And burning a few brain cells with the old thought process.

Steven said...

You know, I'm thinking that the backstory thing is not all that important. Important, yes, but not everything.

I mean, what does the reader know about any of Chandler's mc's? True, Chandler probably knew more than he told, but also true, he didn't tell a lot.

I think Danny has a lot of attitude. That's what's needed most. He needs to have a range of feelings and attitudes that will create an internal logic for his actions. WHY he has those feelings and attitudes is not as important as which attitudes and feelings he has. I'll tell you why I think this:

You can't predict feelings from events, but you can predict events from feelings. Example, suppose you give your character a backstory where he was beaten as a child. Does he then become a childbeater or does he become a crusader against child abuse? Impossible to predict. Now, suppose I tell you that a character is a crusader against child abuse (his attitude) what will he do when confronted by a clear case of child abuse? Easier to predict that he will report it or step in to prevent it somehow, no?

If this doesn't make sense, blame it on the fact that it's 1am.

Daniel Hatadi said...

Jamie: Have you read Vogler's The Writer's Journey? It's an explanation of the simple mythic structure that exists in at least half the films in Hollywood. It's about the journey of the hero of a story, through the obstacles, to the final goal. It's aptly named, because I think the journey of a writer is a similar one. We have to overcome these obstacles. Umm, that's enough 2 cent philosophy from me tonight.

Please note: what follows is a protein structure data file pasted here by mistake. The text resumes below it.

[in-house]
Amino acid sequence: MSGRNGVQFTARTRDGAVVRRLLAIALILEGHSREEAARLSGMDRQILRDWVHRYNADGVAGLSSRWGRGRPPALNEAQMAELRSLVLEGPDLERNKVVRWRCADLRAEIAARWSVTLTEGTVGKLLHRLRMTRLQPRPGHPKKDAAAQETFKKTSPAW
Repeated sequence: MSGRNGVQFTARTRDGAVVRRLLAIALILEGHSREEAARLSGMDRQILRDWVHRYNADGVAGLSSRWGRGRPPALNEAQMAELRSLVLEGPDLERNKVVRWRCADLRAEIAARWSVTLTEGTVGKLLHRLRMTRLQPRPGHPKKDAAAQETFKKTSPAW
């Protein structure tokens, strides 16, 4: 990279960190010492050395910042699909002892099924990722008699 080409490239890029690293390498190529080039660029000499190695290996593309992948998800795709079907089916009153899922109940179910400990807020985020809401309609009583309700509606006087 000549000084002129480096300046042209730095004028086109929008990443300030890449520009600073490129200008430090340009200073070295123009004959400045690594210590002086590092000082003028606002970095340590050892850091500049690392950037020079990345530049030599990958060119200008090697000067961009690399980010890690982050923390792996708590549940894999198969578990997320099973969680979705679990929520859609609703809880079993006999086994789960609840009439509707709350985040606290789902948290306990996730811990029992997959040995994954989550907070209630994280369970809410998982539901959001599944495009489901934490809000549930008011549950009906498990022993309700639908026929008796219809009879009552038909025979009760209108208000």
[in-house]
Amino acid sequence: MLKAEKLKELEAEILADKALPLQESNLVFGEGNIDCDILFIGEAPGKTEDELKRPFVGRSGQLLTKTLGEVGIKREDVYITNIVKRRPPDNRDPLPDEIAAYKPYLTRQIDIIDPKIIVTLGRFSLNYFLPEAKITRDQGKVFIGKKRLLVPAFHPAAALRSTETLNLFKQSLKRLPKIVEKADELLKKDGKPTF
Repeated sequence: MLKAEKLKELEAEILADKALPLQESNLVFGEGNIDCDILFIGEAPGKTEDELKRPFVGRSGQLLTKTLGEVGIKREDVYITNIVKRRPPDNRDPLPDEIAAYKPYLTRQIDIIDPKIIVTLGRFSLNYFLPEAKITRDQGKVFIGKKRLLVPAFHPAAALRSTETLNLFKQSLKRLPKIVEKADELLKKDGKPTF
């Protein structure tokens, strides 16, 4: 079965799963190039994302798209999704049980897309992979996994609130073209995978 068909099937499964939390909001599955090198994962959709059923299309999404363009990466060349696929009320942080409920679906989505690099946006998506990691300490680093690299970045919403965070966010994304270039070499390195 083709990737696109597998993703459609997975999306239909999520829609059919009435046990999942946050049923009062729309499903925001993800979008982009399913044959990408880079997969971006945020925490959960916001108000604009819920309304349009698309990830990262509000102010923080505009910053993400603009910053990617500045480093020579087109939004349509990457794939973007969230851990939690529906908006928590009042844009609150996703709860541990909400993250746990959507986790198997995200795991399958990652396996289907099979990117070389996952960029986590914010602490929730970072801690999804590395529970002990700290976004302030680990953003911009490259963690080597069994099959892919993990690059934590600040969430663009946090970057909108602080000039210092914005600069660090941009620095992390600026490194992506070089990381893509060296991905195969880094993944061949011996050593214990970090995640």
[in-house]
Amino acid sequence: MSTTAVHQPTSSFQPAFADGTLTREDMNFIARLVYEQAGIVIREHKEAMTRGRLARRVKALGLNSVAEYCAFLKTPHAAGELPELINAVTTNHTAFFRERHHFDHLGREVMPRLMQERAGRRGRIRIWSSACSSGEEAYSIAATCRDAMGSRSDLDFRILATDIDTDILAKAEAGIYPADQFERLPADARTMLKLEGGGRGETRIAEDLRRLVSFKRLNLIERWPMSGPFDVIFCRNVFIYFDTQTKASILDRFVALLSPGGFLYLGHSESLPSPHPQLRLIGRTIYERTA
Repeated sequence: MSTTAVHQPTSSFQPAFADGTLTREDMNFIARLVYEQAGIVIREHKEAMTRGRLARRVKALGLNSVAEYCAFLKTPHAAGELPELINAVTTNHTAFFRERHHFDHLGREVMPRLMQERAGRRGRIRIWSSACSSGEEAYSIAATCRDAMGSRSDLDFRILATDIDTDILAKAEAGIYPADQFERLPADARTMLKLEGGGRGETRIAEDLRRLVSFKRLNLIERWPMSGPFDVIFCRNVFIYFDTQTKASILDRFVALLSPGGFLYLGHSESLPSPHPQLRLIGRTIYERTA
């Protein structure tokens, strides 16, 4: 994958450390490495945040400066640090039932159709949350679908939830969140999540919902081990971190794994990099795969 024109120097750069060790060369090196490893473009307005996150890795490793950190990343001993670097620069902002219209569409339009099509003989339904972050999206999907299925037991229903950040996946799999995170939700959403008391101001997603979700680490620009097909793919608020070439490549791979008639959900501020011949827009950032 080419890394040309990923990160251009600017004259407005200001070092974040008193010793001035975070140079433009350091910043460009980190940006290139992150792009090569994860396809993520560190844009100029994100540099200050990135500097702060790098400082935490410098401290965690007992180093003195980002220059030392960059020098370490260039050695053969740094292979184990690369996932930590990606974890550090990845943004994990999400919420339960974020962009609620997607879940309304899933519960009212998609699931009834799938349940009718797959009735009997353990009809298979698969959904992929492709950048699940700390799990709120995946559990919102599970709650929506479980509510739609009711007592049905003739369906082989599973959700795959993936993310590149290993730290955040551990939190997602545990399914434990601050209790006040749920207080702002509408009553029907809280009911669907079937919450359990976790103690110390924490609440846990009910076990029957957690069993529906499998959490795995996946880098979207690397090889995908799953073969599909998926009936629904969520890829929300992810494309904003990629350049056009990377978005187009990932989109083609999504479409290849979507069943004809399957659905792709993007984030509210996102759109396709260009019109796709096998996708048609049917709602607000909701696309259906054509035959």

Sandra: I've thought about professional crits but haven't found a person that 'fits'. Steven's help thus far has helped me learn a lot, and I know I'm not ready for a full crit for at least a couple of months of solid work. But I'll take your advice on board. And your recommendation.

Steven: You, at 1am, make far more sense than me at the peak of the day. I'm going to put some work into identifying and writing down some of Danny's personality traits. I think I need to, because he's still not entirely clear to me.

Wow, a long post makes for long comments. Thanks for the input guys, I'm loving the exchange of ideas here.

Sandra Ruttan said...

Yeah, you know, one of the things Lesley did was send me her character outline sheets for some of her work so I could see how to do that...

And she even critiqued my synopsis.

If you want her email when the time comes, you just let me know. I have two of her three books already on my shelves and had better read 3 before I see her this summer...

Stephen Blackmoore said...

I think it's tough to know exactly how much exposition and backstory to put in. It's tempting to do the infodump, get as much across to the readers as humany possible, though most of they don't care about.

The important thing is that you know these details. Most of them may never (and probably should never) make it onto the page, but the things that they inform and create for the character in terms of the story will.

Stuart MacBride said...

"a Blues Brothers/Demolition Man/Magnum/Crododile Dundee crossover"

Yea, I'd read that. Especially if there's a HUGE moustache in it.

I had the same back-story-itis thing going in the first draft of my book. Relationship with father, mother, school, first hamster... but decided it was all a sack of crap and binned the lot. Every time I catch myself back-storying it makes me shudder with embarrassment now.

So I spend most of my time in second drafts un-writing.

Daniel Hatadi said...

Stephen: I think I'm finally getting a little bit of a feel for this particular problem, but of course, it's a hard earned lesson.

Stuart: Hey, thanks for popping over to The Hole. It's good to know that others out there have gone through similar things.

Can't say I ever used the hamster bit, though.